15 stocks further weaken the NGX index by 0.35%
By Adedapo Adesanya
Oil prices ended in the positive zone on Friday but saw a weekly decline on a stronger US dollar and fears that an economic slowdown would weaken demand for crude.
Brent crude futures gained 13 cents to trade at $96.72 a barrel, while U.S. West Texas Intermediate (WTI) crude ended up 27 cents at $90.77 a barrel.
However, both crude oil benchmarks fell around 1.5% over the week.
Comments from Richmond Federal Reserve Chairman Thomas Barkin that the U.S. central bank would balance its rate hike path with uncertainty about any impact on the economy sent prices surging earlier in the session.
Crude pared its gains, however, as investor concerns over upcoming rate hikes subsided.
Additionally, the strength of the US dollar hit a five-week high, which also capped crude’s gains as it made oil more expensive for buyers in other currencies.
The week was heavily marred by fears of a global economic slowdown which outweighed strong crude consumption and signs of strong fuel (gasoline) demand in the world’s largest producing and consuming nation.
Oil prices fell on Monday and Tuesday, following dismal economic data from China, stoking fears of demand from the world’s top crude oil importer.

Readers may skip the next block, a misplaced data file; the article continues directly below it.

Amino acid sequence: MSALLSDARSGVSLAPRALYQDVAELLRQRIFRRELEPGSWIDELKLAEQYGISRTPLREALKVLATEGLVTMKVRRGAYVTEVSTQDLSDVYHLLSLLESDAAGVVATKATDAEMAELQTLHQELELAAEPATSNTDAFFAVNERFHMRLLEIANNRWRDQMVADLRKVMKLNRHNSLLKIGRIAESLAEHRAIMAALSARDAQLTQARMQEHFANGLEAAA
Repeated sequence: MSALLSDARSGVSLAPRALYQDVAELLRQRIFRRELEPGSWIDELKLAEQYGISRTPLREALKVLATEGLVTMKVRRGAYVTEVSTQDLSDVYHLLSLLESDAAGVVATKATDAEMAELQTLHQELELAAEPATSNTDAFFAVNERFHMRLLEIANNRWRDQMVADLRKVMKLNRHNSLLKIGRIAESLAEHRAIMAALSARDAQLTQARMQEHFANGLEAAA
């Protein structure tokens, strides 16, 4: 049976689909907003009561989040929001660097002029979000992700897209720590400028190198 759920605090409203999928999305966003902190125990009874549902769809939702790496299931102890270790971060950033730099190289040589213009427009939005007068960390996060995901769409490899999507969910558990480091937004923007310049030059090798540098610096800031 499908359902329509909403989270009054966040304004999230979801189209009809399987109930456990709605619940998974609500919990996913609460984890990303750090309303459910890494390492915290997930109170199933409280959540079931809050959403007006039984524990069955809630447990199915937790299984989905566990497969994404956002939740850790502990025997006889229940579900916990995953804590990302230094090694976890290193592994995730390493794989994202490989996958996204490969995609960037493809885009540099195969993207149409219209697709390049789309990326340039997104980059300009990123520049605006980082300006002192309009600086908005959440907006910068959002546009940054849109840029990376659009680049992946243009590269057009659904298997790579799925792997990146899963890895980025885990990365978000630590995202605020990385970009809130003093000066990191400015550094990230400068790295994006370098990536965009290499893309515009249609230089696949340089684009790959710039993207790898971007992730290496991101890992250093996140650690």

Late Tuesday, prices halted their slide after the American Petroleum Institute (API) reported falling crude inventories in the United States. A day later, the EIA reported a major drop in oil inventories of 7.1 million barrels for the week to August 12, pushing oil prices higher. In gasoline, the EIA estimated an inventory draw of 4.6 million barrels for the past week, compared to a decline of 5 million barrels the previous week.
The bullish EIA report supported oil prices through Wednesday and Thursday, but on Friday, US dollar strength and recession fears took over and crude prices fell.
Despite the constructive report from the EIA this week, sentiment remains largely negative, with lingering concerns over demand and a possible Iranian nuclear deal casting a shadow over the market.
The Organization of the Petroleum Exporting Countries (OPEC), however, remained optimistic about oil demand through 2023.
This is how the new Secretary General of OPEC, Mr. Haitham Al Ghais, declared that he wanted Russia to remain part of the OPEC+ group, before a meeting on September 5.
Supplies could tighten again as European buyers start looking for alternative supplies to replace Russian oil ahead of European Union sanctions that come into effect on December 5.